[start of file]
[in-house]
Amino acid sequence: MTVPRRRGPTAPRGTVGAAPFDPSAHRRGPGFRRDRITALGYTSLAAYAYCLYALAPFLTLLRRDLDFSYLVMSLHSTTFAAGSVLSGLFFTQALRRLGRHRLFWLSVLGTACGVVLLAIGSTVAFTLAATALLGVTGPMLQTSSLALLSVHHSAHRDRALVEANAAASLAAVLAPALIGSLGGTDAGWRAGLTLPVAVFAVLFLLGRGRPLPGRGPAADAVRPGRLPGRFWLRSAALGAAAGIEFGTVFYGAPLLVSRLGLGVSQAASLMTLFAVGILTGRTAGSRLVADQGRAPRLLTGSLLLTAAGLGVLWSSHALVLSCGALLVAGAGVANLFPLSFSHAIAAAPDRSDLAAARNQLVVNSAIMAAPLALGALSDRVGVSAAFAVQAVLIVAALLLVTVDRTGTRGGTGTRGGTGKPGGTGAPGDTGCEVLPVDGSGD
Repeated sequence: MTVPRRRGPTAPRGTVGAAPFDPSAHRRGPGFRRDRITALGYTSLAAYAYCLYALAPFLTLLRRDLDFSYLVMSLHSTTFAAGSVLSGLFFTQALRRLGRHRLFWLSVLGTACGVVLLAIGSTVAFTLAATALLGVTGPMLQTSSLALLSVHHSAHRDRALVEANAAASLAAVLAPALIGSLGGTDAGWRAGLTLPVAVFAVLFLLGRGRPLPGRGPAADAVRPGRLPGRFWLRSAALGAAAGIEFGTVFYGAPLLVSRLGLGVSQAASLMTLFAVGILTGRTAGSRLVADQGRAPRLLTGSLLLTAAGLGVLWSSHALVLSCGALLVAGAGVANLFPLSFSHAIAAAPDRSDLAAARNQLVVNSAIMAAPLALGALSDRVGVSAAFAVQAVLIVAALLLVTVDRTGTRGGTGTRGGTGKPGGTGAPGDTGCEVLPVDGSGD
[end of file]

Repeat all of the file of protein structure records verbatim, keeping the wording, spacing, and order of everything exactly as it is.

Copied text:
[in-house]
Amino acid sequence: MTVPRRRGPTAPRGTVGAAPFDPSAHRRGPGFRRDRITALGYTSLAAYAYCLYALAPFLTLLRRDLDFSYLVMSLHSTTFAAGSVLSGLFFTQALRRLGRHRLFWLSVLGTACGVVLLAIGSTVAFTLAATALLGVTGPMLQTSSLALLSVHHSAHRDRALVEANAAASLAAVLAPALIGSLGGTDAGWRAGLTLPVAVFAVLFLLGRGRPLPGRGPAADAVRPGRLPGRFWLRSAALGAAAGIEFGTVFYGAPLLVSRLGLGVSQAASLMTLFAVGILTGRTAGSRLVADQGRAPRLLTGSLLLTAAGLGVLWSSHALVLSCGALLVAGAGVANLFPLSFSHAIAAAPDRSDLAAARNQLVVNSAIMAAPLALGALSDRVGVSAAFAVQAVLIVAALLLVTVDRTGTRGGTGTRGGTGKPGGTGAPGDTGCEVLPVDGSGD
Repeated sequence: MTVPRRRGPTAPRGTVGAAPFDPSAHRRGPGFRRDRITALGYTSLAAYAYCLYALAPFLTLLRRDLDFSYLVMSLHSTTFAAGSVLSGLFFTQALRRLGRHRLFWLSVLGTACGVVLLAIGSTVAFTLAATALLGVTGPMLQTSSLALLSVHHSAHRDRALVEANAAASLAAVLAPALIGSLGGTDAGWRAGLTLPVAVFAVLFLLGRGRPLPGRGPAADAVRPGRLPGRFWLRSAALGAAAGIEFGTVFYGAPLLVSRLGLGVSQAASLMTLFAVGILTGRTAGSRLVADQGRAPRLLTGSLLLTAAGLGVLWSSHALVLSCGALLVAGAGVANLFPLSFSHAIAAAPDRSDLAAARNQLVVNSAIMAAPLALGALSDRVGVSAAFAVQAVLIVAALLLVTVDRTGTRGGTGTRGGTGKPGGTGAPGDTGCEVLPVDGSGD